Nutrient availability and grazing influence the strength of priority effects during freshwater bacterial community coalescence.

Lumpi T, Guo X, Lindström ES

Environ. Microbiol. 25 (11) 2289-2302 [2023-11-00; online 2023-06-28]

When bacterial communities mix, immigration history can fundamentally affect the community composition as a result of priority effects. Priority effects arise when an early immigrant exhausts resources and/or alters habitat conditions, thereby influencing the establishment success of the late arriver. The strength of priority effects is context-dependent and expected to be stronger if environmental conditions favour the growth of the first arriver. In this study, we conducted a two-factorial experiment testing the importance of nutrient availability and grazing on the strength of priority effects in complex aquatic bacterial communities. We did so by mixing two dissimilar communities, simultaneously, and with a 38 h time-delay. Priority effects were measured as the invasion resistance of the first community to the invading second community. We found stronger priority effects in treatments with high nutrient availability and absence of grazing, but in general, the arrival timing was less important than the selection by nutrients and grazing. At the population level, the results were complex, but priority effects may have been driven by bacteria belonging to for example, the genera Rhodoferax and Herbaspirillum. Our study highlights the importance of arrival timing in complex bacterial communities, especially if environmental conditions favour rapid community growth.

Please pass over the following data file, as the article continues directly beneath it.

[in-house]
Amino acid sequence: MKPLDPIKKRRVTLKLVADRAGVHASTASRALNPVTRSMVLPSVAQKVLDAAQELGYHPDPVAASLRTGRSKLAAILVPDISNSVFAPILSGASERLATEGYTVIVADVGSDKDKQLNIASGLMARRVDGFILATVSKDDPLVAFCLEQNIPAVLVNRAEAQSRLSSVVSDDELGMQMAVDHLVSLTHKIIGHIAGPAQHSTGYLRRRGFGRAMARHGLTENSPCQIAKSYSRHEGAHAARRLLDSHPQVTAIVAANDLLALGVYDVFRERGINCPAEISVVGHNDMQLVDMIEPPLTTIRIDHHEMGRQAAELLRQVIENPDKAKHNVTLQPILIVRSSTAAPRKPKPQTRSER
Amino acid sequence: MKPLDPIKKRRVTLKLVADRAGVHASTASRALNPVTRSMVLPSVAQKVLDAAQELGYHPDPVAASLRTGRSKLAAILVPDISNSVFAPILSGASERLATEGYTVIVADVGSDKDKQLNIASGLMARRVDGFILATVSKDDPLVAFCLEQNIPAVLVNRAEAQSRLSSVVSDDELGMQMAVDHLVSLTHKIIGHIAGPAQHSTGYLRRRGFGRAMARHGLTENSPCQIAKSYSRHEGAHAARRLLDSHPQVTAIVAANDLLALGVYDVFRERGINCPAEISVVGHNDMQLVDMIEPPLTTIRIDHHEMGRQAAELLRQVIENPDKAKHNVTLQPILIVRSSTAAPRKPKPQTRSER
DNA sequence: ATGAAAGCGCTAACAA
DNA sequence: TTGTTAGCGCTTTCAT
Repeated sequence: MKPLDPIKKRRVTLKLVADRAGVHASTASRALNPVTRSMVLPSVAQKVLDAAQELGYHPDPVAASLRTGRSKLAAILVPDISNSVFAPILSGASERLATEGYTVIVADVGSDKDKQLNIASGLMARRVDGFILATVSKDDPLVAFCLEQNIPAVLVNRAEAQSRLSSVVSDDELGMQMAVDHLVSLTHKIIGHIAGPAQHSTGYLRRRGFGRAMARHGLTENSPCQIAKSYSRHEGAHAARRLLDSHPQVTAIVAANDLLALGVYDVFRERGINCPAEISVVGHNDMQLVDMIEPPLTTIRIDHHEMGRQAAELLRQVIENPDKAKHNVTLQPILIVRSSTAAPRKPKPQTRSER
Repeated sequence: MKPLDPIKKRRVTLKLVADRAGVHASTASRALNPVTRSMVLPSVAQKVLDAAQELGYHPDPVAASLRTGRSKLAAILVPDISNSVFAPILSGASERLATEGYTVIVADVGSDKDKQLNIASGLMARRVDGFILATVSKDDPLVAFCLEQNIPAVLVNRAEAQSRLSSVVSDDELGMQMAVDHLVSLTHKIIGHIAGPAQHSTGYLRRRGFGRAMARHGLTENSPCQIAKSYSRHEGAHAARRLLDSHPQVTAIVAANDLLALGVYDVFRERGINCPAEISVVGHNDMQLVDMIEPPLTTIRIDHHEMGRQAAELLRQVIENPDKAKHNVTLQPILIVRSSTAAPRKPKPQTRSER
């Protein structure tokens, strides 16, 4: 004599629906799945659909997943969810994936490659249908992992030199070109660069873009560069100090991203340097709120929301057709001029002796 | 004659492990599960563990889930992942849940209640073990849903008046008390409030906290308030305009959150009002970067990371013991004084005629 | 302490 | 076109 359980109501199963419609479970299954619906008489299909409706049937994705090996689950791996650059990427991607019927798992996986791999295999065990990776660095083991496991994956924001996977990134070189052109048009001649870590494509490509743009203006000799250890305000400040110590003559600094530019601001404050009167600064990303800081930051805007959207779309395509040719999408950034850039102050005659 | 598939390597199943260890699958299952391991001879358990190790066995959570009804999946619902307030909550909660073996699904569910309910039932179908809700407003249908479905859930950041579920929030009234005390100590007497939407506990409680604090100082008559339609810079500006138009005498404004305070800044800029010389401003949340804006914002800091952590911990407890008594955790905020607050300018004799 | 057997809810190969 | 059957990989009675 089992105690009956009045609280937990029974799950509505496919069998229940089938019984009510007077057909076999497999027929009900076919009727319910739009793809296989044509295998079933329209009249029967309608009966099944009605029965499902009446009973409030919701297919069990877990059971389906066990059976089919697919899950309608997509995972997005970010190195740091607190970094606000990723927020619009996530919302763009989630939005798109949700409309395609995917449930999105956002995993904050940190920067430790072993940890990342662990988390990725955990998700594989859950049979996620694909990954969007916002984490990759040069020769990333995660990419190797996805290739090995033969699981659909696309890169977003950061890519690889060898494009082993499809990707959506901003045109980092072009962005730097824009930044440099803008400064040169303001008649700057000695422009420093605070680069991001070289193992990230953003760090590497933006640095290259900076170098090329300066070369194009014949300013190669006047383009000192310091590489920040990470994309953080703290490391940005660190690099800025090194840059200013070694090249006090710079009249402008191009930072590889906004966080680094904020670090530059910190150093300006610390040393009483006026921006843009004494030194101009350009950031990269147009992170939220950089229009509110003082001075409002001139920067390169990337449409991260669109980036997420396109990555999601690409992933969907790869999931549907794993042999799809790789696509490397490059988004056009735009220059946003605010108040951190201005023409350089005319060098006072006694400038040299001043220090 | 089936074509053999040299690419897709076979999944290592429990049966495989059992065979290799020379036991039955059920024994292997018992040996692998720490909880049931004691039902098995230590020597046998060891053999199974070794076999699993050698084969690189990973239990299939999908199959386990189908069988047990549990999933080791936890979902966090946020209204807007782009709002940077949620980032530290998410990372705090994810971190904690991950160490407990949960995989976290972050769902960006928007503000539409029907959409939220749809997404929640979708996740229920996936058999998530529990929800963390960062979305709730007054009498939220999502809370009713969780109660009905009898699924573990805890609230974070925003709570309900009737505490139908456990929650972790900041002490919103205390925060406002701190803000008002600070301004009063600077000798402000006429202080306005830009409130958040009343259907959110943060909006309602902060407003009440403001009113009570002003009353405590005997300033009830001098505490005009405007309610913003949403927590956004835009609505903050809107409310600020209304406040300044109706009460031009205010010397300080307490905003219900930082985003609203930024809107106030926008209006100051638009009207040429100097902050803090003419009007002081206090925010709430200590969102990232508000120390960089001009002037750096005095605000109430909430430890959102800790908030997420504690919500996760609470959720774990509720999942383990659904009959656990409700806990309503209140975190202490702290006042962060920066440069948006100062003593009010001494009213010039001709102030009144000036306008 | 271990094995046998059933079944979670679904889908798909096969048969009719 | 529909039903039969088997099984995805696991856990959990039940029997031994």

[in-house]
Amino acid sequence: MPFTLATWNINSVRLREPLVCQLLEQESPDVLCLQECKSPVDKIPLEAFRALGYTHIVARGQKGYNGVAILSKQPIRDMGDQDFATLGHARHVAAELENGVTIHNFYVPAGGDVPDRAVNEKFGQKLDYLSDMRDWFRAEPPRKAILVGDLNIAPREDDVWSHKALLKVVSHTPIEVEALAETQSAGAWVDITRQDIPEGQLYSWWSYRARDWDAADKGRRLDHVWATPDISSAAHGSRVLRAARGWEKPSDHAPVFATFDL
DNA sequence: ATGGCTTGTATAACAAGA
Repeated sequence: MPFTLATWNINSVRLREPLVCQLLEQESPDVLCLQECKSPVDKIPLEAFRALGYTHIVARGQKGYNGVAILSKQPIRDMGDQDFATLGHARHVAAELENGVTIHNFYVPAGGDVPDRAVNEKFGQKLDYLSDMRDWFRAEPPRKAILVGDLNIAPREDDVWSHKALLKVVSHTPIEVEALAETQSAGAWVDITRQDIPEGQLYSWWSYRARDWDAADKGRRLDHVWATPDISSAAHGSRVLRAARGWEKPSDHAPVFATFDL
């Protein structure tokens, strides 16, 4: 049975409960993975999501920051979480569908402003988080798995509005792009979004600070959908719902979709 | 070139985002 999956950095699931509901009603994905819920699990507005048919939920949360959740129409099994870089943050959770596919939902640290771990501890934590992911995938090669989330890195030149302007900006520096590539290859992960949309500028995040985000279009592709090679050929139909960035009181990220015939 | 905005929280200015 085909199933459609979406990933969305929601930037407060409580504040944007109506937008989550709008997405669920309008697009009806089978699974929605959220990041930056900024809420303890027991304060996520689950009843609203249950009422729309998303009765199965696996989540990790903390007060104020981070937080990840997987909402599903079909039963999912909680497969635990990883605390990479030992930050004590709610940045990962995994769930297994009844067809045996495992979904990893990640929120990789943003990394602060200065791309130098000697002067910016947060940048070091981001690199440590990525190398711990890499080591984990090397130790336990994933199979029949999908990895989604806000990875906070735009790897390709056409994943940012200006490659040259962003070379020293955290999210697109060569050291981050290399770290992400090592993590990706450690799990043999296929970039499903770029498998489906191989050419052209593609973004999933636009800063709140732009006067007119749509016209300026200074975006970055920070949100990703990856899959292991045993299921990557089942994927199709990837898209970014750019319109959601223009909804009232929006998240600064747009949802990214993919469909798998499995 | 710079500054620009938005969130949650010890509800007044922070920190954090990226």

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PubMed 37381117

DOI 10.1111/1462-2920.16450

Crossref 10.1111/1462-2920.16450

Publications 9.5.0